Quality: Hooray for the Quality System
R. F. Stier. Consulting Food Scientists, Sonoma, CA. Cereal Foods World 53(2):111.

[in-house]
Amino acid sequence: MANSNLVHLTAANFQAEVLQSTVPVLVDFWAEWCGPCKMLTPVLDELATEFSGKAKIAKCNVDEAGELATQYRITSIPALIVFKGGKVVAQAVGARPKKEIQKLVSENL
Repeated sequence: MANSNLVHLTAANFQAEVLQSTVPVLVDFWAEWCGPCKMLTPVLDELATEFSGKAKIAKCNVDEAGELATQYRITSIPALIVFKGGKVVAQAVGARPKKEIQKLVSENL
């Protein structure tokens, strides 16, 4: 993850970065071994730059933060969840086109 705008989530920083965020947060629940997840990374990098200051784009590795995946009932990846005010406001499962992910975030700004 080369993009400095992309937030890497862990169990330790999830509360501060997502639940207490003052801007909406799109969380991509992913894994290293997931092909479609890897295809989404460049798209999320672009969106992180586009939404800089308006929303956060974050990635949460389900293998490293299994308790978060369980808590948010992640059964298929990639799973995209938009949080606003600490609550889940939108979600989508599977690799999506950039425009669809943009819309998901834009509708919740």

One of the most important changes that the processing industry has undergone in the last 25 years has to do with quality. In the old days, the focus was on finished product testing to ensure that the products met established specifications. If a lot was found to be out of spec, it would be retested and retested and, perhaps, even tested again until results came out as desired. Using finished product testing to evaluate quality is not a great idea. Once the product is manufactured, it can’t be changed. If it is out of spec, it can be reworked, sold at a lower grade, or reprocessed, but it cannot be made good. Today, thanks in large part to the adoption of the hazard analysis, critical control point (HACCP) system for ensuring food safety, the industry now builds quality into the process. The use of a combination of critical control points to ensure that the food is safe and control points or quality control points to ensure that quality parameters are met has improved efficiencies, reduced waste, and enhanced overall quality throughout the food industry. This is called process control. Operators, usually production people, monitor points in the process where control can be exerted to maintain overall product quality. If the system begins to drift, they make adjustments to bring the operation and, hence, product quality back into established control limits. This is another sea change for the food industry: production personnel monitoring quality. When production buys off on and helps maintain quality, it is a sign that the plant has established a systematic approach to quality. This attitude has helped to eliminate the age old battle between quality and production; the latter interested only in getting their “number” and the quality group being the bad guy who stops the line and puts product on hold.